The Top 6 Tips to Successfully Publish and e-Publish


Beat the POD industry!
Are you ready to publish your first book? Follow these tips, and you will find the path to success much smoother!

Don’t wait to start marketing until your book is finished.
Many first-time publishers focus on the publishing process, and put off thinking about the marketing until they have books in hand (or in their garage). A book – no matter if it is an e-book or a traditional paper book – will succeed or fail on its marketing plan. Before starting your self-publishing project, find out who your audience is, and where and how you will find them. Move forward on a publishing project only after you have finished your marketing plan.

Bookstores don’t buy POD books.
Many novice publishers are opting for the heavily-advertised Print-On-Demand companies, which promise publication at low fees. For a niche book with an easily-found audience POD this can be an option. But what the POD companies won’t tell you,  is that neither bookstores nor libraries will generally buy a POD book. However, if you are savvy enough, you can find the right wholesale arrangement through Lightning Source / Ingram and Baker& Taylor as outlined in Aaron Shepard’s website and book But don’t expect to get the same retail discount from “brick and mortar stores” as with Amazon.

You can judge a book by its cover.
That’s what most people do.  You never get a second chance for a great first impression!  You can get a decent cover for as little as $100 and a fantastic cover for around $ 500 or more.  Just shop around and find out who makes great covers.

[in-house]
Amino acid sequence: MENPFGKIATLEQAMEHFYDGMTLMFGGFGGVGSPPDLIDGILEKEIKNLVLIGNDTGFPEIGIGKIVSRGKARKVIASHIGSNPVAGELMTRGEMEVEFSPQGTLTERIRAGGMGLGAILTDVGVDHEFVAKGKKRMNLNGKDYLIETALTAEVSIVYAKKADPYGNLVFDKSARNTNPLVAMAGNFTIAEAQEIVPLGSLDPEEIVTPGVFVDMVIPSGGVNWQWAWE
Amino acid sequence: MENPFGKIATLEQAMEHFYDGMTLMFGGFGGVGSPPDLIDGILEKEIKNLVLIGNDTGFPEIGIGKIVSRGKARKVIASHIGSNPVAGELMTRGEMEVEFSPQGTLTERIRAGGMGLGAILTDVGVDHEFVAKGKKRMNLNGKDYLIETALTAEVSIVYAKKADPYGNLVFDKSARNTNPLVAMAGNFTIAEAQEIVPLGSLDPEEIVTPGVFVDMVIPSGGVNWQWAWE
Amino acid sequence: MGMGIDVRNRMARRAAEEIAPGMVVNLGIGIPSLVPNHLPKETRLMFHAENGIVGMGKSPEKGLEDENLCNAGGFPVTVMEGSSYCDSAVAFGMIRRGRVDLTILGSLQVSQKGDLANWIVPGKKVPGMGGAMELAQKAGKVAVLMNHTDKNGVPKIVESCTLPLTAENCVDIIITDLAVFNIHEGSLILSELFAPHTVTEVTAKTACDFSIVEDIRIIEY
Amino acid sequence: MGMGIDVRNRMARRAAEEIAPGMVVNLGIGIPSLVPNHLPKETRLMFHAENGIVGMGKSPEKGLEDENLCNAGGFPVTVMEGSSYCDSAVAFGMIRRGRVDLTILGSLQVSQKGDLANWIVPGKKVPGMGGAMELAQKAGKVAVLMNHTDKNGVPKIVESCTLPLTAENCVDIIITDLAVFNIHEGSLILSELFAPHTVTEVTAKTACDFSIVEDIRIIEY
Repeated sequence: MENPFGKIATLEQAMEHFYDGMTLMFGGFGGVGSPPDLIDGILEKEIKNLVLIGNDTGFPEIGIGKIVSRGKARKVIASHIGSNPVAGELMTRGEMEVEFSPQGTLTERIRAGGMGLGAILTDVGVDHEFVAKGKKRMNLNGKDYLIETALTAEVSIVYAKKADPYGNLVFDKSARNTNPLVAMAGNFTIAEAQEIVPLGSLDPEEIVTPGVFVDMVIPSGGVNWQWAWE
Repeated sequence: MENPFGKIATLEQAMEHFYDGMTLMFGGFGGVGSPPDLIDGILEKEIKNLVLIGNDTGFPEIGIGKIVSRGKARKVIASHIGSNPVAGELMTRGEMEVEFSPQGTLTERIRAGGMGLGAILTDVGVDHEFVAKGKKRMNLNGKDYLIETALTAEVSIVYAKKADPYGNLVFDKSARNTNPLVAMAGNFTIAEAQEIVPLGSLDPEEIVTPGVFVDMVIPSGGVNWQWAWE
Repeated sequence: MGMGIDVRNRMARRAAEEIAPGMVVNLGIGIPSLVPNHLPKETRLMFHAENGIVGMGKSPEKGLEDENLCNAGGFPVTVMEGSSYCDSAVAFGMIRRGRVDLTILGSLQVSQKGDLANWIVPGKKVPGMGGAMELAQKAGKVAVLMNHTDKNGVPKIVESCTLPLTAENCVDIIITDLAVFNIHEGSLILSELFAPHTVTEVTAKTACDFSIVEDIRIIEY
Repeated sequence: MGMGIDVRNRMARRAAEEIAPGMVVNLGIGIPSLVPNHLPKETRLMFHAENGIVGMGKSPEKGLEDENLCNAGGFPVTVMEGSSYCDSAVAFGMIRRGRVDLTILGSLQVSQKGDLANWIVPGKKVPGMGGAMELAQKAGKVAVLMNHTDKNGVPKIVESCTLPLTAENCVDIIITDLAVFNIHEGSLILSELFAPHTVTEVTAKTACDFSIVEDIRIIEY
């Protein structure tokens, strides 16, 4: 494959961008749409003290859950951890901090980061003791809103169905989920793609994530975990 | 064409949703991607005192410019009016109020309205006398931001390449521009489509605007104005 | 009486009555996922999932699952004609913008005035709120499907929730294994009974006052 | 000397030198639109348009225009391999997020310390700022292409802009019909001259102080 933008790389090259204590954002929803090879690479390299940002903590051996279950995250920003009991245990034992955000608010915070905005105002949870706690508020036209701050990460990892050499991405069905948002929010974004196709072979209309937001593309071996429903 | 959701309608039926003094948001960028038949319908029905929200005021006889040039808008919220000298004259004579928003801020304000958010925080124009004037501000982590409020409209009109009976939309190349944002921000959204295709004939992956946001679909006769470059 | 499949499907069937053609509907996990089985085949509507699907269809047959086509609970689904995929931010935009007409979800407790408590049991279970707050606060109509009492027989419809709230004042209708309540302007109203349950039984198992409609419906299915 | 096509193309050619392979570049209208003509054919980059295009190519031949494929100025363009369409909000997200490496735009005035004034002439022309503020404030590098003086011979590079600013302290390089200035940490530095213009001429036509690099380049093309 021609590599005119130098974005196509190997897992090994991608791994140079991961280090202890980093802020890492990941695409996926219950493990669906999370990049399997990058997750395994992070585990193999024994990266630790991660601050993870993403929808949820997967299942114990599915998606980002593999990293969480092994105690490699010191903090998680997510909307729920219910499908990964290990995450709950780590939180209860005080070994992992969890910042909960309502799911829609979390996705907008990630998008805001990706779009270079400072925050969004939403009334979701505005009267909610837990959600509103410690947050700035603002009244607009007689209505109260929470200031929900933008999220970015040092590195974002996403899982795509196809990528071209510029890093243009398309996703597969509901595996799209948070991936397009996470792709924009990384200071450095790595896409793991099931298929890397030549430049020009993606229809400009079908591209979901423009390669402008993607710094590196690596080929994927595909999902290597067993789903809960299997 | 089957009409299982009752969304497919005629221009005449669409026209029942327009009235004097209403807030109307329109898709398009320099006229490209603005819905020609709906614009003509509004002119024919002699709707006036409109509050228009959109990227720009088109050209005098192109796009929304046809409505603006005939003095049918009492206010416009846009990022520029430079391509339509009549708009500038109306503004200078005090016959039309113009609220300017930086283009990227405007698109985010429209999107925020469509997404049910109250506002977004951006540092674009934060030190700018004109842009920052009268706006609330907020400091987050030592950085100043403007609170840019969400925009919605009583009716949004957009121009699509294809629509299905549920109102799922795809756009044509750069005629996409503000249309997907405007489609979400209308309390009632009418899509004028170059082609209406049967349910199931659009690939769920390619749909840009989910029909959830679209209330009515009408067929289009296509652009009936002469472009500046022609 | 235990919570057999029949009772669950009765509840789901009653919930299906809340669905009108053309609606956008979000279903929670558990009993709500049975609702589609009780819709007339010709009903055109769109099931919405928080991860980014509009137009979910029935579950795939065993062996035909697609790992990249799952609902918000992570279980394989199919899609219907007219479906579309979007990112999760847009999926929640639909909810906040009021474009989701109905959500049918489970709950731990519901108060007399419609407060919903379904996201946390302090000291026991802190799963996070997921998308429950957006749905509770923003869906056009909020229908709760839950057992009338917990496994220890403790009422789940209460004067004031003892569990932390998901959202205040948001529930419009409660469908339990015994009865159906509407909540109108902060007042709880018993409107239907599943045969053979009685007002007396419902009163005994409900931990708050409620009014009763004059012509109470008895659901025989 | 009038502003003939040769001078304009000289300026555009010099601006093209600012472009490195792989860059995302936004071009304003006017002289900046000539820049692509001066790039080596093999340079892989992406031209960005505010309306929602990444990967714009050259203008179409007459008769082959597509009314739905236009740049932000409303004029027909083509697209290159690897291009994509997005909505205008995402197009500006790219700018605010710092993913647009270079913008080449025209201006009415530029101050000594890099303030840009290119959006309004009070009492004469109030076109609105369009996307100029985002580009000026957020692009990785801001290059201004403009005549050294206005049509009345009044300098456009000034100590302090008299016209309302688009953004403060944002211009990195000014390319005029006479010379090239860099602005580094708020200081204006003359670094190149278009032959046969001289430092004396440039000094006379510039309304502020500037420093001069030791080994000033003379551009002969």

Act like a professional publisher.
Nothing is more embarrassing as finding reviews of your book on Amazon that complain about typing and grammar errors in your work. Make sure your book is complete, well-edited, and thoroughly proofread. Use spell checks, let it copy-edit, content edit and proofread by professionals – not your family or friends.  These services provide you with a manuscript that makes you look like the professional you are.

Don’t use the print shop down the road.
Search for a printer that specializes in printing books. You will not only have fewer problems with production, but the prices will be much less expensive.  You should be able to print 300 copies of a 250-page soft cover book for approx. $ 2.50 per copy.

Get 100 ISBNs if possible.
ISBN is the acronym for International Standard Book Number, and every book sold in bookstores and at most online retailers must have an ISBN. They are the global standard for identifying titles and used world-wide as a unique identifier for books. They simplify distribution and purchase of books throughout the global supply chain. Without an ISBN, you will not be found in most book stores, nor online.  In the U.S. ISBNs are available only from, and you can buy them in blocks of ten, 100, or 1000. The fewer you buy the less it costs, but buying just a block of ten marks you as a one-book publisher. And everyone in the publishing industry can figure out how many ISBNs you’ve purchased by looking at your ISBN number.

Self-publishing can not only be lucrative, it can be a lot of fun too. But you need some careful planning to really enjoying true self-publishing.  A very helpful book when starting out the independent publishing route is “The Publishing Game: Publish a Book in 30 Days” (Kindle Edition) by Fern Reiss that gives you valuable technical tips during your publishing process.


Tags: , , , , ,

%d bloggers like this: